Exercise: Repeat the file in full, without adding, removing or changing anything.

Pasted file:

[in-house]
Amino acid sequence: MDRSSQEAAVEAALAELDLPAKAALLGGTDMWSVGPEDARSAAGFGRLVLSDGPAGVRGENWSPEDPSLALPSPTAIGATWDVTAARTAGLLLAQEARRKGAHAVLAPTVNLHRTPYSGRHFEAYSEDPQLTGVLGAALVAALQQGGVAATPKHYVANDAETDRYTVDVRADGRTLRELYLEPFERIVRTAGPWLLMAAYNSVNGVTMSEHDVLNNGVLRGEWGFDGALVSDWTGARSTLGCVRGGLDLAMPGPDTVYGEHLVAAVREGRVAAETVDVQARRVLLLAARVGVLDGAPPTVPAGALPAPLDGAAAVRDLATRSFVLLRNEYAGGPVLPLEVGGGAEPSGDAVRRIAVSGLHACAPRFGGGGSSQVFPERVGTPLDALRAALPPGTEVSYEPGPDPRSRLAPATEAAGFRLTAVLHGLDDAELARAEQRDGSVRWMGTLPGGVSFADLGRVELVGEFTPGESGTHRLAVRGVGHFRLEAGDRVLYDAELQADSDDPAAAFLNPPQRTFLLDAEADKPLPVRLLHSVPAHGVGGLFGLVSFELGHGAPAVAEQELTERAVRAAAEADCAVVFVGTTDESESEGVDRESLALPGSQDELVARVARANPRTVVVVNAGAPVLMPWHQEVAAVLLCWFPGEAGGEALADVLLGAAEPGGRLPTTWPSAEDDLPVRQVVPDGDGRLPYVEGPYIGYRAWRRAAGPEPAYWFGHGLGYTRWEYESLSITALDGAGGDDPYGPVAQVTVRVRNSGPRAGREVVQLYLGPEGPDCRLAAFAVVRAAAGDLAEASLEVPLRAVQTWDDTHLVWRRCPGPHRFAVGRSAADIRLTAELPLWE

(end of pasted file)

[in-house]
Amino acid sequence: MDRSSQEAAVEAALAELDLPAKAALLGGTDMWSVGPEDARSAAGFGRLVLSDGPAGVRGENWSPEDPSLALPSPTAIGATWDVTAARTAGLLLAQEARRKGAHAVLAPTVNLHRTPYSGRHFEAYSEDPQLTGVLGAALVAALQQGGVAATPKHYVANDAETDRYTVDVRADGRTLRELYLEPFERIVRTAGPWLLMAAYNSVNGVTMSEHDVLNNGVLRGEWGFDGALVSDWTGARSTLGCVRGGLDLAMPGPDTVYGEHLVAAVREGRVAAETVDVQARRVLLLAARVGVLDGAPPTVPAGALPAPLDGAAAVRDLATRSFVLLRNEYAGGPVLPLEVGGGAEPSGDAVRRIAVSGLHACAPRFGGGGSSQVFPERVGTPLDALRAALPPGTEVSYEPGPDPRSRLAPATEAAGFRLTAVLHGLDDAELARAEQRDGSVRWMGTLPGGVSFADLGRVELVGEFTPGESGTHRLAVRGVGHFRLEAGDRVLYDAELQADSDDPAAAFLNPPQRTFLLDAEADKPLPVRLLHSVPAHGVGGLFGLVSFELGHGAPAVAEQELTERAVRAAAEADCAVVFVGTTDESESEGVDRESLALPGSQDELVARVARANPRTVVVVNAGAPVLMPWHQEVAAVLLCWFPGEAGGEALADVLLGAAEPGGRLPTTWPSAEDDLPVRQVVPDGDGRLPYVEGPYIGYRAWRRAAGPEPAYWFGHGLGYTRWEYESLSITALDGAGGDDPYGPVAQVTVRVRNSGPRAGREVVQLYLGPEGPDCRLAAFAVVRAAAGDLAEASLEVPLRAVQTWDDTHLVWRRCPGPHRFAVGRSAADIRLTAELPLWE